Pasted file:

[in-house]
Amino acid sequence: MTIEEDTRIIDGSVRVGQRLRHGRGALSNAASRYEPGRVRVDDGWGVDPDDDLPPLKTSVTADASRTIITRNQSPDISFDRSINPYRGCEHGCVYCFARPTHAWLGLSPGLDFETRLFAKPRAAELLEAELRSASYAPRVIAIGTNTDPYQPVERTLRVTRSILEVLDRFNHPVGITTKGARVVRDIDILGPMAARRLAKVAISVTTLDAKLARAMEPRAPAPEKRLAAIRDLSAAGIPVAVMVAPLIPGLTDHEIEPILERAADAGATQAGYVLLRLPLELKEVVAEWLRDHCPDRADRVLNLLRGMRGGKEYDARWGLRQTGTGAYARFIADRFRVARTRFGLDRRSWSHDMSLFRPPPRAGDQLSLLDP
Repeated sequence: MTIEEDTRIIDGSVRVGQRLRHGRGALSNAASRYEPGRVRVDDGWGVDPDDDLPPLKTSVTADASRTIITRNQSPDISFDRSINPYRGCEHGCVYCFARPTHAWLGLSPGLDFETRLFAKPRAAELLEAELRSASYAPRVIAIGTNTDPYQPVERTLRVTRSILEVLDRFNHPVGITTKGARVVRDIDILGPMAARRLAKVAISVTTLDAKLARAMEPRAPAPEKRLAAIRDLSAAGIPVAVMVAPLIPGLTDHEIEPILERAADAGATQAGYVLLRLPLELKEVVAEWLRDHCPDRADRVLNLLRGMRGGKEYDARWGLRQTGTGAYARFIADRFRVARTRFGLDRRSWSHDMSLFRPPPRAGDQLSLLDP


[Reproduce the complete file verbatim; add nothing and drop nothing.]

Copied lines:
[in-house]
Amino acid sequence: MTIEEDTRIIDGSVRVGQRLRHGRGALSNAASRYEPGRVRVDDGWGVDPDDDLPPLKTSVTADASRTIITRNQSPDISFDRSINPYRGCEHGCVYCFARPTHAWLGLSPGLDFETRLFAKPRAAELLEAELRSASYAPRVIAIGTNTDPYQPVERTLRVTRSILEVLDRFNHPVGITTKGARVVRDIDILGPMAARRLAKVAISVTTLDAKLARAMEPRAPAPEKRLAAIRDLSAAGIPVAVMVAPLIPGLTDHEIEPILERAADAGATQAGYVLLRLPLELKEVVAEWLRDHCPDRADRVLNLLRGMRGGKEYDARWGLRQTGTGAYARFIADRFRVARTRFGLDRRSWSHDMSLFRPPPRAGDQLSLLDP
Repeated sequence: MTIEEDTRIIDGSVRVGQRLRHGRGALSNAASRYEPGRVRVDDGWGVDPDDDLPPLKTSVTADASRTIITRNQSPDISFDRSINPYRGCEHGCVYCFARPTHAWLGLSPGLDFETRLFAKPRAAELLEAELRSASYAPRVIAIGTNTDPYQPVERTLRVTRSILEVLDRFNHPVGITTKGARVVRDIDILGPMAARRLAKVAISVTTLDAKLARAMEPRAPAPEKRLAAIRDLSAAGIPVAVMVAPLIPGLTDHEIEPILERAADAGATQAGYVLLRLPLELKEVVAEWLRDHCPDRADRVLNLLRGMRGGKEYDARWGLRQTGTGAYARFIADRFRVARTRFGLDRRSWSHDMSLFRPPPRAGDQLSLLDP